Reading List


by Aaron Nesser April 05, 2012

Haptics is the study of touch, perhaps the most enigmatic yet essential of our senses. Touch is directly linked to emotional development and health, which is why the rise of digital communication presents such a troubling paradox. On the one hand, social media, email, and texting bring people in greater contact with each other than ever before. On the other hand, such forms of contact lack the most fundamental element of connection — actual touch. While plenty have postulated about the social repercussions of this new paradigm, its actual health implications are only now coming to light. Taken together, this new understanding is leading the digital communications industry to reintroduce haptics in unexpected ways.

1. Touch is essential for development.
“The growing prevalence for human interaction through digital media–particularly for young people–versus personal physical contact, and the social and legal restrictions over physical contact in our schools and workplaces may have unintended negative consequences.” Read More.

2. Starving for touch…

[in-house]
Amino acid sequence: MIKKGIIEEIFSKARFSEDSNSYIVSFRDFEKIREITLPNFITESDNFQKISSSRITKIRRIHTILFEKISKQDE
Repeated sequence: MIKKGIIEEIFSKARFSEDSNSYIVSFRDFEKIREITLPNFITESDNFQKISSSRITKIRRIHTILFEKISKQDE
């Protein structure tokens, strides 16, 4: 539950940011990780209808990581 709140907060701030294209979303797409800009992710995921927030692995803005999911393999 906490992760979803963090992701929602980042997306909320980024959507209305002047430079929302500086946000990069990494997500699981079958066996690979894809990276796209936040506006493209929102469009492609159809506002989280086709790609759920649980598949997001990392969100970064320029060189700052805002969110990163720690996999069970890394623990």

“We’ve lost some of our ability to get along with people and have an easier time getting along with machines—at least they tend to respond instantaneously to our needs without much coaxing or interaction.” Read More.

3. Movement helps us learn.
“Writing by hand strengthens the learning process. When typing on a keyboard, this process may be impaired.” Read More.

4. Touch screens are made of glass but why not make them feel like fur or sand?
To create tactile feedback, the company says it uses “an ultra-low electrical current” to create “a small attractive force to finger skin.” Read More.

5. Need to migrate? Haptic compasses give provide a new sense of direction.
You can build a north-sensing feedback device into a belt using some pager motors, an Arduino, and a digital compass. Read More.

6. If you’re too far away to kiss a loved one, kiss your phone.
One phone includes force sensors and a strap that goes around a hand that can tighten, simulating a squeeze, when a friend grips their own phone. Read More.

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